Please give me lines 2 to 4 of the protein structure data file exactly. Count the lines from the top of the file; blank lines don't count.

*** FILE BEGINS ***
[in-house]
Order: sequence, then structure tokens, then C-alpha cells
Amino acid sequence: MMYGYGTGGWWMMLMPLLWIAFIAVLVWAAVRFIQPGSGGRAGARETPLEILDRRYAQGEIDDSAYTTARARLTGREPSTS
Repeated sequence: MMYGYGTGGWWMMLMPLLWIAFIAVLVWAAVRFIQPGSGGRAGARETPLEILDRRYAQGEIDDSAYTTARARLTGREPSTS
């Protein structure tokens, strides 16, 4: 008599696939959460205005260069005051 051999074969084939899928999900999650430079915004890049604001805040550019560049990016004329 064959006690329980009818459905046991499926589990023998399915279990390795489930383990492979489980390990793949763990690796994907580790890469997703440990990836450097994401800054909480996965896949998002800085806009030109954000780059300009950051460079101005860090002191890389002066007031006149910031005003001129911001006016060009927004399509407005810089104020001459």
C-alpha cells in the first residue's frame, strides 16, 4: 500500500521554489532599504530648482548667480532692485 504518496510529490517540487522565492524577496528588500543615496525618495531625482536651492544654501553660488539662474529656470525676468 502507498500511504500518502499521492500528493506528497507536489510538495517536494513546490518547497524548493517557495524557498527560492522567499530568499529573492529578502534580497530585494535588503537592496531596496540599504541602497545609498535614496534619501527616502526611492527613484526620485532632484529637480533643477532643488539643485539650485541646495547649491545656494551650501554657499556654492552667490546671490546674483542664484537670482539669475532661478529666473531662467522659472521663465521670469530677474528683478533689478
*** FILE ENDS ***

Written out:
Order: sequence, then structure tokens, then C-alpha cells
Amino acid sequence: MMYGYGTGGWWMMLMPLLWIAFIAVLVWAAVRFIQPGSGGRAGARETPLEILDRRYAQGEIDDSAYTTARARLTGREPSTS
Repeated sequence: MMYGYGTGGWWMMLMPLLWIAFIAVLVWAAVRFIQPGSGGRAGARETPLEILDRRYAQGEIDDSAYTTARARLTGREPSTS